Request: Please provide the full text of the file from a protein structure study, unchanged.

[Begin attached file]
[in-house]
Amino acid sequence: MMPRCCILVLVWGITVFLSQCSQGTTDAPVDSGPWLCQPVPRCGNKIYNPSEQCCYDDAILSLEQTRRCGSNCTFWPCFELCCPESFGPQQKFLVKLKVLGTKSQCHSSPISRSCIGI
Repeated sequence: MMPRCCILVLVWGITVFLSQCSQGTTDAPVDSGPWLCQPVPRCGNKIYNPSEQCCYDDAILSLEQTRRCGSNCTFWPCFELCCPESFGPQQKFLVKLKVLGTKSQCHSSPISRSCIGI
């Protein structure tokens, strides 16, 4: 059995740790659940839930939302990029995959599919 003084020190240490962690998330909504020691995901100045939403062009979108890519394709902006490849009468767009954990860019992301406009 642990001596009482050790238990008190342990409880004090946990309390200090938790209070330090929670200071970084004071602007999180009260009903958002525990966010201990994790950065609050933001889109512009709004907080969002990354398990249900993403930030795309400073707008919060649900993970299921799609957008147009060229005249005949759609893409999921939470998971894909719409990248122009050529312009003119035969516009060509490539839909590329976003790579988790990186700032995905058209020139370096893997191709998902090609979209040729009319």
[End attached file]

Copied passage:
[in-house]
Amino acid sequence: MMPRCCILVLVWGITVFLSQCSQGTTDAPVDSGPWLCQPVPRCGNKIYNPSEQCCYDDAILSLEQTRRCGSNCTFWPCFELCCPESFGPQQKFLVKLKVLGTKSQCHSSPISRSCIGI
Repeated sequence: MMPRCCILVLVWGITVFLSQCSQGTTDAPVDSGPWLCQPVPRCGNKIYNPSEQCCYDDAILSLEQTRRCGSNCTFWPCFELCCPESFGPQQKFLVKLKVLGTKSQCHSSPISRSCIGI
């Protein structure tokens, strides 16, 4: 059995740790659940839930939302990029995959599919 003084020190240490962690998330909504020691995901100045939403062009979108890519394709902006490849009468767009954990860019992301406009 642990001596009482050790238990008190342990409880004090946990309390200090938790209070330090929670200071970084004071602007999180009260009903958002525990966010201990994790950065609050933001889109512009709004907080969002990354398990249900993403930030795309400073707008919060649900993970299921799609957008147009060229005249005949759609893409999921939470998971894909719409990248122009050529312009003119035969516009060509490539839909590329976003790579988790990186700032995905058209020139370096893997191709998902090609979209040729009319």